So when the latest brouhaha over statues began, especially given the “presentism” gripping our political discourse, I knew right away it would find its way to many of those statues. Speaker Nancy Pelosi did not disappoint, calling for the removal of 11 statues of historical figures she finds especially objectionable.

Here’s what you need to know. About 100 of those statues, half of which are located in Statuary Hall, are there under a Concurrent Resolution that invited every state to send up to two statues of their choosing. They get to decide; not Congress, not Speaker Pelosi. Other statues are placed under other congressional resolutions.

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On one of Jonah’s recent podcasts, his guest Vince Cannato made the following statement or something close to it. “You can’t be Catholic and entirely classically liberal.” I don’t expect non-catholics to insert themselves too forcefully into internal disagreements and so was only minorly irritated by the host’s nodding assent. The remark was made in […]

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I admittedly tread on treacherous ground here. My wife doesn’t know I’m about to share this story. She would likely spike this post if she did. It’s really personal. My wife is very upset over the coverage and reaction of the George Floyd murder. But not for the reason you think. Preview Open

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Recommended by Ricochet Members Created with Sketch. Gimme Some of That Hydroxychloriquine!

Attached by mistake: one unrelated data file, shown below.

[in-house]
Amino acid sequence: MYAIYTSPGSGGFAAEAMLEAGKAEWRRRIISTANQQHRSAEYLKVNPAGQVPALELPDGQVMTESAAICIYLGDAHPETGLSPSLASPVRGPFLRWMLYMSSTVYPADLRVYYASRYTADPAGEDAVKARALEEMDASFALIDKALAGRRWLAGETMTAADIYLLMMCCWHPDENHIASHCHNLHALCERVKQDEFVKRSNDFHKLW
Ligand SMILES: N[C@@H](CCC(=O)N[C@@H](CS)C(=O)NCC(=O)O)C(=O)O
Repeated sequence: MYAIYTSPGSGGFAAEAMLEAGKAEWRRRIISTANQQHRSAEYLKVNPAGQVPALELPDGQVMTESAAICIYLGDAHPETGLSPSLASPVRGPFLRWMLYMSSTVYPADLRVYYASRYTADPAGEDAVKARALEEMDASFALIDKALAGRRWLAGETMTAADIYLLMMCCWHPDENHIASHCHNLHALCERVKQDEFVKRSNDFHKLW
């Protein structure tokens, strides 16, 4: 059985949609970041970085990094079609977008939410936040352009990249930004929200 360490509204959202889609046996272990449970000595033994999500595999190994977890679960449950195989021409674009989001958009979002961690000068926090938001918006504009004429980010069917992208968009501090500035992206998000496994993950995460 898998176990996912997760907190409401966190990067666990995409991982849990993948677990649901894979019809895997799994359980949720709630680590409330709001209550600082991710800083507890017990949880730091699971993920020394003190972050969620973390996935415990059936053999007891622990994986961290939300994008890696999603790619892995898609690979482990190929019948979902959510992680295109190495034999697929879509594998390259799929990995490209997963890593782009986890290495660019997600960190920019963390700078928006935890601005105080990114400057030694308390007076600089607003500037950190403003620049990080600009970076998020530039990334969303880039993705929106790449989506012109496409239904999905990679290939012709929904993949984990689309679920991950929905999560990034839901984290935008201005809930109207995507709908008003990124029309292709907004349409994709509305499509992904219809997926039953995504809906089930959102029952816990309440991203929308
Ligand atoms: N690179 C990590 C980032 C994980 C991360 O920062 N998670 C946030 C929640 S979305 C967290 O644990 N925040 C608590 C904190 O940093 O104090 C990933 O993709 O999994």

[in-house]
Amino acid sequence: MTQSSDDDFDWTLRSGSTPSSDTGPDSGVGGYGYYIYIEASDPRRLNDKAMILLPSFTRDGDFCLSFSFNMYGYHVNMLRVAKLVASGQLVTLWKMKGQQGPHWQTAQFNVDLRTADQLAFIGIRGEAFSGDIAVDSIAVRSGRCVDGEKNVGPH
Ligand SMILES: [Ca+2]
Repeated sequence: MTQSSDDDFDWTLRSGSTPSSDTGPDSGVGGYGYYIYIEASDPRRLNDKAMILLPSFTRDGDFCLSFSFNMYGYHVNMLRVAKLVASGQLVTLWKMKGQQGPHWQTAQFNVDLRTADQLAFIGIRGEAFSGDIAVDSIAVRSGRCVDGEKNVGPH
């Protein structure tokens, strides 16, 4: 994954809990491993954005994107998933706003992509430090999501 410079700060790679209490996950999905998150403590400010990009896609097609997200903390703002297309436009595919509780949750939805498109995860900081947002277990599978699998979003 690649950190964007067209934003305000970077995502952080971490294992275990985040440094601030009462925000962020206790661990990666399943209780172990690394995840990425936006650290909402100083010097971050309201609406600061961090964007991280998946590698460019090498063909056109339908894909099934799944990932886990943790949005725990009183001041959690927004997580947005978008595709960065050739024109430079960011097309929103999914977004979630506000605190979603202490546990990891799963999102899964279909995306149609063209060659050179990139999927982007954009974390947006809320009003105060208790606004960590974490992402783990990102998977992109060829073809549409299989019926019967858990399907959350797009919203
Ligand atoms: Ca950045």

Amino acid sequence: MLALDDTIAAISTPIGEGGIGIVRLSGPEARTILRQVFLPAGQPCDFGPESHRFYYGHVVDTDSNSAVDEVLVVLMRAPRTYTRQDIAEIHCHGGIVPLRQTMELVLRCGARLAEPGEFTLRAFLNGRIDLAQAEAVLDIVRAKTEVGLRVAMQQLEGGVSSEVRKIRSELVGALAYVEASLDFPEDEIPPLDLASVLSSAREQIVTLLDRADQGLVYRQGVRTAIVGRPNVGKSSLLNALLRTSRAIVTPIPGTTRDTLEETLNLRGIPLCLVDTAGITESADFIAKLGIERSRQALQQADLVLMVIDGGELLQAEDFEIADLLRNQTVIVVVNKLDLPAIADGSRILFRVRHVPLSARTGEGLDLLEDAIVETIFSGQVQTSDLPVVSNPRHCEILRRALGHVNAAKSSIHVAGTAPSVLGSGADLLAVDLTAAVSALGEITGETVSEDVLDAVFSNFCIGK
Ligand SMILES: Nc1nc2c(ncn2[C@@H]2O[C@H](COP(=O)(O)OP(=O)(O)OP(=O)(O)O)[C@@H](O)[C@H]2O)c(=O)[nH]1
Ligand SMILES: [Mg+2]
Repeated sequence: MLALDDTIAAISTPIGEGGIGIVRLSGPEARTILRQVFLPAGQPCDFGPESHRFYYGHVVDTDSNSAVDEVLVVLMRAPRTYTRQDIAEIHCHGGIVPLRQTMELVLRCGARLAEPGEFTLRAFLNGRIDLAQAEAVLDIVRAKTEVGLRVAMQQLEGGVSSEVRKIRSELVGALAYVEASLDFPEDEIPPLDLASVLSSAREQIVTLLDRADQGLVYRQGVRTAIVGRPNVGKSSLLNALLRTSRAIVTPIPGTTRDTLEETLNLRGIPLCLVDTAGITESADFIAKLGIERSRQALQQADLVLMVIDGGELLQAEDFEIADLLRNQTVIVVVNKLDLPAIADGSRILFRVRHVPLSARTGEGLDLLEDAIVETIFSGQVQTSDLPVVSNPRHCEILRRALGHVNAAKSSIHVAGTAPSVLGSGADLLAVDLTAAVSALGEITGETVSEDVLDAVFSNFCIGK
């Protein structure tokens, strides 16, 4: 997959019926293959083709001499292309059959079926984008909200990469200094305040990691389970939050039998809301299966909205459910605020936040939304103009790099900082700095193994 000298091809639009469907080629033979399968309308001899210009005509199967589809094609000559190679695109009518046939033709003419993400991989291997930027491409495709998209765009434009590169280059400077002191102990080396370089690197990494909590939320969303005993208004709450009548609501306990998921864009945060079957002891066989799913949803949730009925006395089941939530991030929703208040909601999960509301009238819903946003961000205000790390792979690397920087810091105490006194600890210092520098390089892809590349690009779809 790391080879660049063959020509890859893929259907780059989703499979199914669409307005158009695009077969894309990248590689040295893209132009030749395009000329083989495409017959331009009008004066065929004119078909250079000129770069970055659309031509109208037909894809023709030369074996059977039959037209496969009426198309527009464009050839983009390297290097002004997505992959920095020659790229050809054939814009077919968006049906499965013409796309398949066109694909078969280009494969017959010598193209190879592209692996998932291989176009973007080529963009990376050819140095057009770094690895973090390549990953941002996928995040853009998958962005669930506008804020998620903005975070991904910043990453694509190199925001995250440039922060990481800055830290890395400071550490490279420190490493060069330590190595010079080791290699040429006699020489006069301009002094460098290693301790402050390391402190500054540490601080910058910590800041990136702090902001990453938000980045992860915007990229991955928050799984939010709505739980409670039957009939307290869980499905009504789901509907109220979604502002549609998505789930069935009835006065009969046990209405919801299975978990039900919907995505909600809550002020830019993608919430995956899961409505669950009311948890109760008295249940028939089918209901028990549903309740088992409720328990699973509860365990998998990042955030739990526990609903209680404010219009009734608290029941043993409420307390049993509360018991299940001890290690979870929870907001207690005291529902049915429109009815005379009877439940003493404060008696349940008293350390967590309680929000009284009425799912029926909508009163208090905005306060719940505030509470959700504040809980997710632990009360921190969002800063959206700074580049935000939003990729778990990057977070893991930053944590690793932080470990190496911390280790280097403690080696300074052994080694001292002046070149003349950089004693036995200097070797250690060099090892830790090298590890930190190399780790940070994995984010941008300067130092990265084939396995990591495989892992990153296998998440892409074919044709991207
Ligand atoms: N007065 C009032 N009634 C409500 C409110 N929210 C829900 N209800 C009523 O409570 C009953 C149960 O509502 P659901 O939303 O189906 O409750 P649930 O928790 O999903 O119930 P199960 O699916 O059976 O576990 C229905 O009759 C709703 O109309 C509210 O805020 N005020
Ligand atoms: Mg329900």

One of the oddest and most fascinating debates about this whole COVID thing is the battle of studies over the 60-year-old anti-malaria drug, Hydroxychloriquine (treatment often also includes Zythromax, a commonly-used, broad-spectrum anti-biotic, and Zinc supplements) being used “off label.” Its use for such off-label purposes has been approved by the Food and Drug Administration (FDA).

Ever since President Trump lauded early reports of its successful use to treat some COVID patients, it seems a lot of “experts” have been on a quest to disprove its reported effectiveness. You would think people would be interested in any potential treatment until a vaccine is successfully developed.

You would be wrong. Social media went ablaze recently when a highly respected British Medical Journal, The Lancet, published a study that claimed the drug was not only ineffective for treating COVID but harmed some people. It looked legit on the surface. And it countered lots of other studies and reports from doctors on the effectiveness of Hydroxy for treating many COVID patients, at least early in the process. And of course, when Trump announced he was on a two-week regime, people went nuts.

Recommended by Ricochet Members Created with Sketch. Question Authority, Especially on Face Masks

 

I own two face masks; my fetching spouse of 36 years, at least two or three. Our Governor here in Pennsylvania, Tom Wolf, long commanded us under his virtually unlimited emergency powers to wear “face diapers” in public places, indoors. Outdoors is “optional,” but “recommended.” Virginia’s Governor, quite belatedly, has just followed suit.

I see no need to wear a mask on my outdoor runs and bike rides. After all, science shows that the risk of contracting the coronavirus outdoors is about zero.